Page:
Jollof rice packs a powerful punch in the taste stakes, but its origins are a point of contention with many African nations claiming ownership. So much so that online wars are ongoing to protect it.
In West Africa, sacred Jollof rice is a fragrant dish that is revered across the sub-region for its unique sweet taste and subtle spiciness. It is also the source of heated discussion online among Nigerians, Ghanaians and Senegalese as to who owns the bragging rights to the dish. However, in order to understand the magic of Jollof or who can rightfully lay claim to it, first its history must be understood.
Jollof is believed to have originated in the Senegambia region of West Africa among the Wolof people, where it is known as benachin. The mouth-watering meal has travelled throughout the sub-region because of the frequent cultural exchange that goes on there. As such, it has evolved into several regional varieties, laced with the heritage of the place where it is prepared. Nevertheless, it maintains its magic and is relished all over Africa.
The urge to appreciate and define Jollof is so strong that when Jamie Oliver published an inaccurate recipe for Jollof in June 2014, West Africans united to criticise the adulterated dish – Ghanaians and Nigerians worldwide made it clear that his version had strayed too far from its beginnings. The misrepresentation of Jollof rice is frowned upon as it is treated with great pride, especially with the international recognition that the meal has garnered by the Jollof Wars.
But the perennial conflict between Nigerians and Ghanaians as to where the dish originated and whose version is best should not even exist, as history credits the Senegalese for its invention. However, the wars continue, resulting in many viral music videos, songs, articles and cook-offs. Although getting involved in the middle of the conflict is best avoided, the friction also helps bring awareness to the dish. Instead, you are better off just tucking in and enjoying the awesome meal.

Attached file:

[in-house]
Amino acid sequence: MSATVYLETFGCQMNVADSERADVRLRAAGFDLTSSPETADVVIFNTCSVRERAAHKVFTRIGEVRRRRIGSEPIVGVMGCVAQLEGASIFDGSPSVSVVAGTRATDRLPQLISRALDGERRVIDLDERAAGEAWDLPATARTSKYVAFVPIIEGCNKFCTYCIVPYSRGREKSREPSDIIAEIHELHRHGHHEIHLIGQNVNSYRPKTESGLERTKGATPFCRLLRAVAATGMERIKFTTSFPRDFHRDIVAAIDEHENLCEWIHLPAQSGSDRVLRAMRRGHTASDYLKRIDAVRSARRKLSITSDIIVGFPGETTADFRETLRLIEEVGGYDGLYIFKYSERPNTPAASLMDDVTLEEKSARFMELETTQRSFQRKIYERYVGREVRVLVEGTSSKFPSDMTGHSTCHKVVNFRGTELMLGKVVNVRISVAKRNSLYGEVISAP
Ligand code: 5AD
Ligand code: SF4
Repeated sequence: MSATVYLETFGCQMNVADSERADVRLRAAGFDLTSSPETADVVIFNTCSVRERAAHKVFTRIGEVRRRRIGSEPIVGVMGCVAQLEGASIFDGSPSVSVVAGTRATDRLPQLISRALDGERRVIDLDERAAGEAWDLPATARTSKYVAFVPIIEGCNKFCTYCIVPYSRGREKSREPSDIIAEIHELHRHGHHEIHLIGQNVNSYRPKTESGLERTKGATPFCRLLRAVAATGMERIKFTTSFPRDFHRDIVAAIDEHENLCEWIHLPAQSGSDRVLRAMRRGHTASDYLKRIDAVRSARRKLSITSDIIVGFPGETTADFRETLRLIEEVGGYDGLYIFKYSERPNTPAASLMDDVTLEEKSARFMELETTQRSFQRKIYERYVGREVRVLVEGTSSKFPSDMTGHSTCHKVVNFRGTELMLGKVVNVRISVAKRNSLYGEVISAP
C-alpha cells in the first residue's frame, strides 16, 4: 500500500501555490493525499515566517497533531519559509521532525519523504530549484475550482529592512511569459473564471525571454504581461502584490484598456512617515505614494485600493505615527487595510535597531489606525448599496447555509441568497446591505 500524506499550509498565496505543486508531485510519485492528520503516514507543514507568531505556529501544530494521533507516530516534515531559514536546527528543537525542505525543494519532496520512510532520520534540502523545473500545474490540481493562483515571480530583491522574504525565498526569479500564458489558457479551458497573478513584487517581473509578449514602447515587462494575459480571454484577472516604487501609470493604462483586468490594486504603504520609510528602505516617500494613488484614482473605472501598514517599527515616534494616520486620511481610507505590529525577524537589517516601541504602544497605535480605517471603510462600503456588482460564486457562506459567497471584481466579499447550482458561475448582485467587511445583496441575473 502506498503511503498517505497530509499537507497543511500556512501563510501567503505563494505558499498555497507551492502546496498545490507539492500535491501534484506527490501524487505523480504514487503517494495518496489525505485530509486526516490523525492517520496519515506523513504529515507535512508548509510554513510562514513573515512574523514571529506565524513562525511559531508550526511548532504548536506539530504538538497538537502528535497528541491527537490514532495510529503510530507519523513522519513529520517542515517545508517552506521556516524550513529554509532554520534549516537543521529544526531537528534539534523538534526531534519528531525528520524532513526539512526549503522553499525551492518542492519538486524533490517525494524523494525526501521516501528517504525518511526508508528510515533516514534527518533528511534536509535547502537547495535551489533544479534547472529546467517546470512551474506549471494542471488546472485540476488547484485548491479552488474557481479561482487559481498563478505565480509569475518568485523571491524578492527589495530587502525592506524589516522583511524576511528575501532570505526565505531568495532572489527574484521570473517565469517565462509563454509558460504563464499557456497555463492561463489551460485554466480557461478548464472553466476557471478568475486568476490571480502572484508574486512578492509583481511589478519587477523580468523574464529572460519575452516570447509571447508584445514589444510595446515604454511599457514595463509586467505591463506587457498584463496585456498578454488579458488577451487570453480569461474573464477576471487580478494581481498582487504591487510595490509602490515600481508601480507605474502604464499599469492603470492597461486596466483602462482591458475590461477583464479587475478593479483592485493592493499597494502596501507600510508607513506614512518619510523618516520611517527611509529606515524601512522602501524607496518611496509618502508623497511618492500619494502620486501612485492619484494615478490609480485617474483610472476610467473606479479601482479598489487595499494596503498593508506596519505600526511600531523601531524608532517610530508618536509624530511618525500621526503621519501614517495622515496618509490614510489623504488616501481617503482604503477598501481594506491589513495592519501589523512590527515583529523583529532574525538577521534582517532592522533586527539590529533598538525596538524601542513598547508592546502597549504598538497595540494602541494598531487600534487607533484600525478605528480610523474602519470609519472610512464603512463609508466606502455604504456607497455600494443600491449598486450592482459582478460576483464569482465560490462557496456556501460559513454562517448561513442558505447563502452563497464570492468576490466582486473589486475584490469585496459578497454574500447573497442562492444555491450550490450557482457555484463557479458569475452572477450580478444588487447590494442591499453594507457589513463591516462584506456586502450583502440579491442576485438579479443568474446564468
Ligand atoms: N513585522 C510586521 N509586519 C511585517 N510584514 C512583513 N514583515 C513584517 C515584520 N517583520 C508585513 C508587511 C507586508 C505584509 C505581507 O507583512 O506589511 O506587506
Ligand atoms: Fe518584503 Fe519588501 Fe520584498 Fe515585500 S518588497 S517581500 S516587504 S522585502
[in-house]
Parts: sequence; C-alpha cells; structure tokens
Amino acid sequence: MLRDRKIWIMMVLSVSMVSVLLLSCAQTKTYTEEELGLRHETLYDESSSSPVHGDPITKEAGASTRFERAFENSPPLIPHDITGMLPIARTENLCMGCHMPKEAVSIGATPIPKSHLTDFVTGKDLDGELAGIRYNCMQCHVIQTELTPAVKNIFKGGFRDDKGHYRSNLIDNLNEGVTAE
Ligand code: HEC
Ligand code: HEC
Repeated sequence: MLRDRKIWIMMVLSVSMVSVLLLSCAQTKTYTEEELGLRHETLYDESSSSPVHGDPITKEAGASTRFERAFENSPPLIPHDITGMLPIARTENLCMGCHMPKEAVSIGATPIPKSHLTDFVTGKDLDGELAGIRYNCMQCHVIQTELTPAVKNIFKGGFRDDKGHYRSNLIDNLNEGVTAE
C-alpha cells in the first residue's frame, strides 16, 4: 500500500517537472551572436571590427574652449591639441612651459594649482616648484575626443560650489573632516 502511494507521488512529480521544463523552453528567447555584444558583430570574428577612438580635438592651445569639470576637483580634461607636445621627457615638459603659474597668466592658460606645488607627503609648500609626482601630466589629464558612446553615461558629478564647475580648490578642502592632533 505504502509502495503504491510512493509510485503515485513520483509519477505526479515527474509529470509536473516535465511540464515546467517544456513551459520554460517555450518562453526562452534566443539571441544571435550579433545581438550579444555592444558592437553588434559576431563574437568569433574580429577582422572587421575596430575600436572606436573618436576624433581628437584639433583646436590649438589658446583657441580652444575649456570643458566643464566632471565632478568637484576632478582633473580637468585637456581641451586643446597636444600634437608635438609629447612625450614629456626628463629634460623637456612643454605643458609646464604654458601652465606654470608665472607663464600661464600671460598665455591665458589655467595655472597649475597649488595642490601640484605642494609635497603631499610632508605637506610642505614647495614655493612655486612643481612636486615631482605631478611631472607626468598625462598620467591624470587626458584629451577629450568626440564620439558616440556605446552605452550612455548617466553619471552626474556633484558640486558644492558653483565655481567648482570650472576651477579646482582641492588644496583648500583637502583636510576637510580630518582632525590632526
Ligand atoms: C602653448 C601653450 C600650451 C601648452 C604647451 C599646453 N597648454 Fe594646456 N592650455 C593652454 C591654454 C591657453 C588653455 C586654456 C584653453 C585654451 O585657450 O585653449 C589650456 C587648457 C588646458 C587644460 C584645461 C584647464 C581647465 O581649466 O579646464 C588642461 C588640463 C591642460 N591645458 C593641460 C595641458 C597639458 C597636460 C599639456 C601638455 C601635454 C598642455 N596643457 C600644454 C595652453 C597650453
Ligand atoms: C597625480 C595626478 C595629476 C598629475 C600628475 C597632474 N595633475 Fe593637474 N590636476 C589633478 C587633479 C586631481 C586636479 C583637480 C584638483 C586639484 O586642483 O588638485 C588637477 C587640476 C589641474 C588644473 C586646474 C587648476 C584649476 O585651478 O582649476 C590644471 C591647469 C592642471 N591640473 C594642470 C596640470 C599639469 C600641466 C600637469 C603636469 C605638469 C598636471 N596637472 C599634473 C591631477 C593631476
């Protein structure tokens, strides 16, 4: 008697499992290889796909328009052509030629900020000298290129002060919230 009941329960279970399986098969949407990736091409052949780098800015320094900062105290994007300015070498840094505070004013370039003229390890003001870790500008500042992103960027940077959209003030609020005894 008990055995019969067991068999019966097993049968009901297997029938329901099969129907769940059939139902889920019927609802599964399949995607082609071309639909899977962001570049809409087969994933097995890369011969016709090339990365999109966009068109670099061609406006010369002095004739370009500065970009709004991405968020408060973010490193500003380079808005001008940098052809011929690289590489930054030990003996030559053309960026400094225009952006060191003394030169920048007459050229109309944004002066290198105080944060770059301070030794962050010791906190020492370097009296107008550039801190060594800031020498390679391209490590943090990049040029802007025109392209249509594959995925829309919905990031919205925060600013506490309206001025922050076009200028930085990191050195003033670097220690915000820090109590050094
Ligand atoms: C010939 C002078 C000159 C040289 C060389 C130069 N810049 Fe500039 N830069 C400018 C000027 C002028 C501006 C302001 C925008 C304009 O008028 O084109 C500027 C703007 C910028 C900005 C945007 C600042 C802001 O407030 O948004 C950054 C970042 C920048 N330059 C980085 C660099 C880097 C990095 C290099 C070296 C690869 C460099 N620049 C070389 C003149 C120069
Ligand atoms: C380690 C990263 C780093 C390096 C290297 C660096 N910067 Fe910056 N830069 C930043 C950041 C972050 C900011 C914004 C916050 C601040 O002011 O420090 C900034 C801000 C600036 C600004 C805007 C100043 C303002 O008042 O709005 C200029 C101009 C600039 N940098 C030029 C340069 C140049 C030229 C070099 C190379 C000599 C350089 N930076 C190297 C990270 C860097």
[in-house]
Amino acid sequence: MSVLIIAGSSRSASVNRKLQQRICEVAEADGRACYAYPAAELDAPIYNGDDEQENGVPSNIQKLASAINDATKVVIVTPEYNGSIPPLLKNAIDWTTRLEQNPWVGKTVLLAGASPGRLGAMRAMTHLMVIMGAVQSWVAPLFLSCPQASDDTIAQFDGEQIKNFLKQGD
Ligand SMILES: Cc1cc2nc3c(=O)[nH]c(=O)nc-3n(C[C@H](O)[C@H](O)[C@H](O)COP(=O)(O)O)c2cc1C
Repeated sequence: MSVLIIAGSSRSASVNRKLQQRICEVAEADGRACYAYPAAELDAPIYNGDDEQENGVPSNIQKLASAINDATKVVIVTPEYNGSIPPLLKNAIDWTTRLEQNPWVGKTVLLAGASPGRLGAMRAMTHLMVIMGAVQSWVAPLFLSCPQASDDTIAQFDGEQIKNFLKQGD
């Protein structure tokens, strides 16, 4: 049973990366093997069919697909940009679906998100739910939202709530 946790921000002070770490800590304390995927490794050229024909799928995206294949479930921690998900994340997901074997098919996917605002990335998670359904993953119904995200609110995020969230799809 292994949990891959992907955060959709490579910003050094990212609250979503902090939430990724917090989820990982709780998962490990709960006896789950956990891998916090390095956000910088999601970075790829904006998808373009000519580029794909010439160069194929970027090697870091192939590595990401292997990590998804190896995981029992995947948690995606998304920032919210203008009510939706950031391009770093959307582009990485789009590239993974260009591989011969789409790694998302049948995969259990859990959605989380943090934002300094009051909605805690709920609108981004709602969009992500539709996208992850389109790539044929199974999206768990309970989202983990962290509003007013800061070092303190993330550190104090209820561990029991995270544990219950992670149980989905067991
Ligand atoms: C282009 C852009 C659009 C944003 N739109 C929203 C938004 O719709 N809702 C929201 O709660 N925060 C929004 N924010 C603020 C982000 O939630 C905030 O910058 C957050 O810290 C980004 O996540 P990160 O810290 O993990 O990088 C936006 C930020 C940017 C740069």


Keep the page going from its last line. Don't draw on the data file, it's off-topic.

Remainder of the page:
For those who aren’t familiar with Jollof rice and are wondering how a rice dish can pack so much punch, the secret is in how it soaks up so much flavour. You would not imagine that boiling plain rice in the same pot as peppers, tomatoes, spices and meats would create such soft, yet crisp tomato-stained grains, with so much sweetness locked inside them. Another advantage that Jollof rice has over other Ghanaian dishes is that it can be enjoyed with a healthy range of other condiments such as salads, avocado and deep-fried plantains. So if you’re feeling adventurous and trust your culinary skills, why not try out this authentic Ghanaian Jollof rice recipe.
In Accra, Jollof rice is very popular and can be found in most restaurants and at some of these street food stalls. It tends to be spicy as it is served with Shito (a pepper-based sauce), but don’t let that dissuade you from enjoying the dish, especially if you want to choose where your allegiance lies in the Jollof Wars. When it comes to plating up time, remember that no matter where your Jollof is from, you can still appreciate it for its superb taste and polarising magic.